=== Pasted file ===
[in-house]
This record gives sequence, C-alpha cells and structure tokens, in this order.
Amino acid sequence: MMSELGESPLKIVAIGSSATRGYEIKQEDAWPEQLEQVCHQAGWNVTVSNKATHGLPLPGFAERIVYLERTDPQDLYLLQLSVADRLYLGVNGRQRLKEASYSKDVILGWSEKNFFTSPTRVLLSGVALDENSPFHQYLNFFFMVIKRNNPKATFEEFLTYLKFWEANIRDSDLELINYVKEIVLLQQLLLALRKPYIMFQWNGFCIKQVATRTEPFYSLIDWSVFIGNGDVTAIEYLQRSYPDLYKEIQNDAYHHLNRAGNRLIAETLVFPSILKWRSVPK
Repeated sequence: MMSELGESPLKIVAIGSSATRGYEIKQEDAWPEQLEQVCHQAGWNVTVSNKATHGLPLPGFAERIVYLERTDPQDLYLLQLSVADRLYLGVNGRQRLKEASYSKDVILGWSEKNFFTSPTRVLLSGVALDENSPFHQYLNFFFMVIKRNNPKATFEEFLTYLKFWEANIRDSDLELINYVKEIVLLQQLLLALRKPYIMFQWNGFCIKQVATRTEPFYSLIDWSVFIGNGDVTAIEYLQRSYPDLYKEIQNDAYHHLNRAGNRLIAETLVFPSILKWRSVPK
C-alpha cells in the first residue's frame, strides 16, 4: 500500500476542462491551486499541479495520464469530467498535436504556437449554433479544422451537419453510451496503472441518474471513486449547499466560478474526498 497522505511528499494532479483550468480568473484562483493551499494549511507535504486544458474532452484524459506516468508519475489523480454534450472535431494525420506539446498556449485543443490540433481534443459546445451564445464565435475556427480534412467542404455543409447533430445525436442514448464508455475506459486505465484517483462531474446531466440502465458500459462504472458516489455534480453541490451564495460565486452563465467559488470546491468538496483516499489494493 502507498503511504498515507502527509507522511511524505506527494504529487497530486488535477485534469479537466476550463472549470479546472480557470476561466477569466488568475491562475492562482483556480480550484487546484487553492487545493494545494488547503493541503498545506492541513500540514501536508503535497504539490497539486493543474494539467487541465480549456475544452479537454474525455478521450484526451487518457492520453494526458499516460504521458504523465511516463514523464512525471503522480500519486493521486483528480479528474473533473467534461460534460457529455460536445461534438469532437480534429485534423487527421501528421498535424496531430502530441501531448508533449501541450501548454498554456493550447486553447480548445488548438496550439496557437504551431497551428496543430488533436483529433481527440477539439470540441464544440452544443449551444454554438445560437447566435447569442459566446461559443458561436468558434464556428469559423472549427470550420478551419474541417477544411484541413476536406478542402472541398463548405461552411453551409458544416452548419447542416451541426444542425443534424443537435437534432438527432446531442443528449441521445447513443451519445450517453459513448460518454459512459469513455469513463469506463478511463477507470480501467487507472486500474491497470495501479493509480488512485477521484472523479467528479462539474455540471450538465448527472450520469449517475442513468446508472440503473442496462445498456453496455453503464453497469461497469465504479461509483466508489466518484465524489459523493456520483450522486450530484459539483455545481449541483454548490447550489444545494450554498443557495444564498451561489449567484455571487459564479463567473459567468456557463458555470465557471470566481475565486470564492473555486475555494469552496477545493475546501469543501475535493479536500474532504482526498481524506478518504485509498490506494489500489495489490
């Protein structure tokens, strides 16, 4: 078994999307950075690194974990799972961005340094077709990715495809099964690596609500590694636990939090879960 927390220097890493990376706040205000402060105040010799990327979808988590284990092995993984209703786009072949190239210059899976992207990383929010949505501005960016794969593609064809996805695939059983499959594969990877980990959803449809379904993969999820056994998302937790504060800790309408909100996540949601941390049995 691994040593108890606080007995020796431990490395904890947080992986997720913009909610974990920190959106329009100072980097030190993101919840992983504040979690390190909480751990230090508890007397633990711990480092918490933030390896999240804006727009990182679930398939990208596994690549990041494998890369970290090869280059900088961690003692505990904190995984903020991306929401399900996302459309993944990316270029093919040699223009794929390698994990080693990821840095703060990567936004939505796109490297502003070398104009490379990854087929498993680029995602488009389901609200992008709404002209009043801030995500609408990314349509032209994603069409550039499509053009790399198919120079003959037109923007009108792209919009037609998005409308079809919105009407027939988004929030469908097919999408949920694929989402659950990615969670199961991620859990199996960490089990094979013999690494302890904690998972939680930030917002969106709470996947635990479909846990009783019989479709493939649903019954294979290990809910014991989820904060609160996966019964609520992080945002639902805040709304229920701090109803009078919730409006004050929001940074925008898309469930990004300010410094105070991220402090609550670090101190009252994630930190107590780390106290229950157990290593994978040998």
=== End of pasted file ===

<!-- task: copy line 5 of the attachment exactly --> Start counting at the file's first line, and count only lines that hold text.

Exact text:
C-alpha cells in the first residue's frame, strides 16, 4: 500500500476542462491551486499541479495520464469530467498535436504556437449554433479544422451537419453510451496503472441518474471513486449547499466560478474526498 497522505511528499494532479483550468480568473484562483493551499494549511507535504486544458474532452484524459506516468508519475489523480454534450472535431494525420506539446498556449485543443490540433481534443459546445451564445464565435475556427480534412467542404455543409447533430445525436442514448464508455475506459486505465484517483462531474446531466440502465458500459462504472458516489455534480453541490451564495460565486452563465467559488470546491468538496483516499489494493 502507498503511504498515507502527509507522511511524505506527494504529487497530486488535477485534469479537466476550463472549470479546472480557470476561466477569466488568475491562475492562482483556480480550484487546484487553492487545493494545494488547503493541503498545506492541513500540514501536508503535497504539490497539486493543474494539467487541465480549456475544452479537454474525455478521450484526451487518457492520453494526458499516460504521458504523465511516463514523464512525471503522480500519486493521486483528480479528474473533473467534461460534460457529455460536445461534438469532437480534429485534423487527421501528421498535424496531430502530441501531448508533449501541450501548454498554456493550447486553447480548445488548438496550439496557437504551431497551428496543430488533436483529433481527440477539439470540441464544440452544443449551444454554438445560437447566435447569442459566446461559443458561436468558434464556428469559423472549427470550420478551419474541417477544411484541413476536406478542402472541398463548405461552411453551409458544416452548419447542416451541426444542425443534424443537435437534432438527432446531442443528449441521445447513443451519445450517453459513448460518454459512459469513455469513463469506463478511463477507470480501467487507472486500474491497470495501479493509480488512485477521484472523479467528479462539474455540471450538465448527472450520469449517475442513468446508472440503473442496462445498456453496455453503464453497469461497469465504479461509483466508489466518484465524489459523493456520483450522486450530484459539483455545481449541483454548490447550489444545494450554498443557495444564498451561489449567484455571487459564479463567473459567468456557463458555470465557471470566481475565486470564492473555486475555494469552496477545493475546501469543501475535493479536500474532504482526498481524506478518504485509498490506494489500489495489490